COVID-19 is a new condition caused by the coronavirus SARS-CoV-2 strain, which spreads very easily from person to person (much more than some other types of coronavirus). Nobody has immunity to that.
Although the estimated death rate of about 1 in 100 people appears low compared to some infections, if a very large number of people are infected, it would result in a high number of deaths.
Current data suggest that 1 in 5 people develop more serious illnesses, and large numbers that need hospital treatment can quickly overwhelm healthcare systems - this is happening in Italy now.
The people most at risk of serious illness and death are the elderly and people with long-term medical conditions, such as lung disease, kidney disease and diabetes.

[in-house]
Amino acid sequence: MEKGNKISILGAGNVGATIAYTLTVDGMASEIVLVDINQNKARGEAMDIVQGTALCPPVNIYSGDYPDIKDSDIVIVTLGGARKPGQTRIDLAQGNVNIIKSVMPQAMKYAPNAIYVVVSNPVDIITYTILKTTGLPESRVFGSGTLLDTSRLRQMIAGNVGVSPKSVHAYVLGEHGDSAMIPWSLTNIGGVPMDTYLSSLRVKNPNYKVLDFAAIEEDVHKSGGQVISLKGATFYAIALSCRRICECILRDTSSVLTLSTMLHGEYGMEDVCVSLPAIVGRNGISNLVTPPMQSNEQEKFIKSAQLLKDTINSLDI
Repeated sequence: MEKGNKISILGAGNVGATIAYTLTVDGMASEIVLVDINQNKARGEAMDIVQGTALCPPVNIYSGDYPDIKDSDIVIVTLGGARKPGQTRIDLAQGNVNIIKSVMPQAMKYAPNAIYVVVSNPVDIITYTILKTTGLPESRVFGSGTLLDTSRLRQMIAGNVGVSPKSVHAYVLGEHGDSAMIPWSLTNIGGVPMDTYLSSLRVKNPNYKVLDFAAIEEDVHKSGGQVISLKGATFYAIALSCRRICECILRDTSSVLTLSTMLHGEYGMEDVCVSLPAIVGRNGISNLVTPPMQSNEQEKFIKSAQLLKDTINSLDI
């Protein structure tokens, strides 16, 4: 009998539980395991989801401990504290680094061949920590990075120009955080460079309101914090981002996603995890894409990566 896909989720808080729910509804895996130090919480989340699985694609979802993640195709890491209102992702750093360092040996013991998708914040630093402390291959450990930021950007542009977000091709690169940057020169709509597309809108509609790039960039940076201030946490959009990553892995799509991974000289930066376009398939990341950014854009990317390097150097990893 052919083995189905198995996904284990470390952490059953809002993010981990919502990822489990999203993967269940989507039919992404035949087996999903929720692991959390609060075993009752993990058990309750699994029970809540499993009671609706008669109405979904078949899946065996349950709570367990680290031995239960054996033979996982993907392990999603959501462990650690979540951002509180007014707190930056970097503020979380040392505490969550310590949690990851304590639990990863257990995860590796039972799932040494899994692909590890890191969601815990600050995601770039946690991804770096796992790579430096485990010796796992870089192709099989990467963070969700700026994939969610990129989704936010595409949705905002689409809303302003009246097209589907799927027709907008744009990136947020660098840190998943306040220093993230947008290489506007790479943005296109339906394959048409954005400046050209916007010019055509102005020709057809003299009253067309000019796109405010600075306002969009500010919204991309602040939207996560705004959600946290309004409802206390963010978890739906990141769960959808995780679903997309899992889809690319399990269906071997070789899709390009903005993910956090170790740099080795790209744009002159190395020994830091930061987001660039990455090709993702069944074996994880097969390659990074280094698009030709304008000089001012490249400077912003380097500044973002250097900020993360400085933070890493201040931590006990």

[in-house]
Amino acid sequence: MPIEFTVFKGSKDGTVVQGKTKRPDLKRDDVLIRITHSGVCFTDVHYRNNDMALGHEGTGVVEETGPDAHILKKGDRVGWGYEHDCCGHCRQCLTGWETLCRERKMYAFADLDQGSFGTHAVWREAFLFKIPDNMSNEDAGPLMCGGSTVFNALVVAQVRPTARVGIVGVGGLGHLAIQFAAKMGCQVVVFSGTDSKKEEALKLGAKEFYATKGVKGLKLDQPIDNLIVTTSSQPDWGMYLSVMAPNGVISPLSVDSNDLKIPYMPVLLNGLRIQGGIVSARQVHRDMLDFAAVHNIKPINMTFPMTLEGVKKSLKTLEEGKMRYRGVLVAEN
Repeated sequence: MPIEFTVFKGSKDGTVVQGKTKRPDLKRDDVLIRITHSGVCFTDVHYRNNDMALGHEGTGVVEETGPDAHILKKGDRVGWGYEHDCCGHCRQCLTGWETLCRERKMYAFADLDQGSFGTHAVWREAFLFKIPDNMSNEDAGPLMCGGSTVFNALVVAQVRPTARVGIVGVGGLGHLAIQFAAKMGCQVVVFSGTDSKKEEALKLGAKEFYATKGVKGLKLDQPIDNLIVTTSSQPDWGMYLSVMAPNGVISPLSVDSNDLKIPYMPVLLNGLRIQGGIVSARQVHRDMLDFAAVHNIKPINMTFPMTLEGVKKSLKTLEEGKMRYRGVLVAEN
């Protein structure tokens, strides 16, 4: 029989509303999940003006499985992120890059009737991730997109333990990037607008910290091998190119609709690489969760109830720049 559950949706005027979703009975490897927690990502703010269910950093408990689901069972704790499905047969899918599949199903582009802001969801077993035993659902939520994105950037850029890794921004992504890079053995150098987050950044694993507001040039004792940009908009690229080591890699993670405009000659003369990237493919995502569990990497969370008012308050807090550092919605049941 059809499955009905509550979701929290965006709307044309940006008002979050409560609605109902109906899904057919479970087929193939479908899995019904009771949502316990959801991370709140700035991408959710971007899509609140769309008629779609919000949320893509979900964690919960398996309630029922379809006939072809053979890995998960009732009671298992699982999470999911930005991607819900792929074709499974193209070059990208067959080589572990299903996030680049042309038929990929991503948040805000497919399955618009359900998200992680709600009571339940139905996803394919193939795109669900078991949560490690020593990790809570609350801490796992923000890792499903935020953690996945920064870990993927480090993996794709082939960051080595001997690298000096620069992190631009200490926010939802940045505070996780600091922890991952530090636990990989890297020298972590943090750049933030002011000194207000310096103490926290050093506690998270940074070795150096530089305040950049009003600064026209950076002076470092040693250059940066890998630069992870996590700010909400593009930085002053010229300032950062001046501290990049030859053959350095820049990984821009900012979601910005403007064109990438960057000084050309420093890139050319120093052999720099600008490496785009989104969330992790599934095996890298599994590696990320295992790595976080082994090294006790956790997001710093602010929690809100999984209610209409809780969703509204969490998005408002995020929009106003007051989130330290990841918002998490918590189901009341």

However, about 80% of people with COVID-19 have relatively mild illness, which can lead to delay or loss of the diagnosis of infection, which increases the risk of transmission of the virus. Data from Japan estimate that 1 in 3 people with COVID-19 have no symptoms - making control even more difficult.
In February, the World Health Organization (WHO) declared COVID-19 a 'Public Health Emergency of International Interest' - giving WHO the legal right to make recommendations on how to deal with it and (hopefully) stimulate funding and Government action. On March 11, 2020, WHO declared COVID-19 a pandemic, an epidemic that has spread to several countries or continents, usually affecting large numbers of people.
1. The risk for people with HIV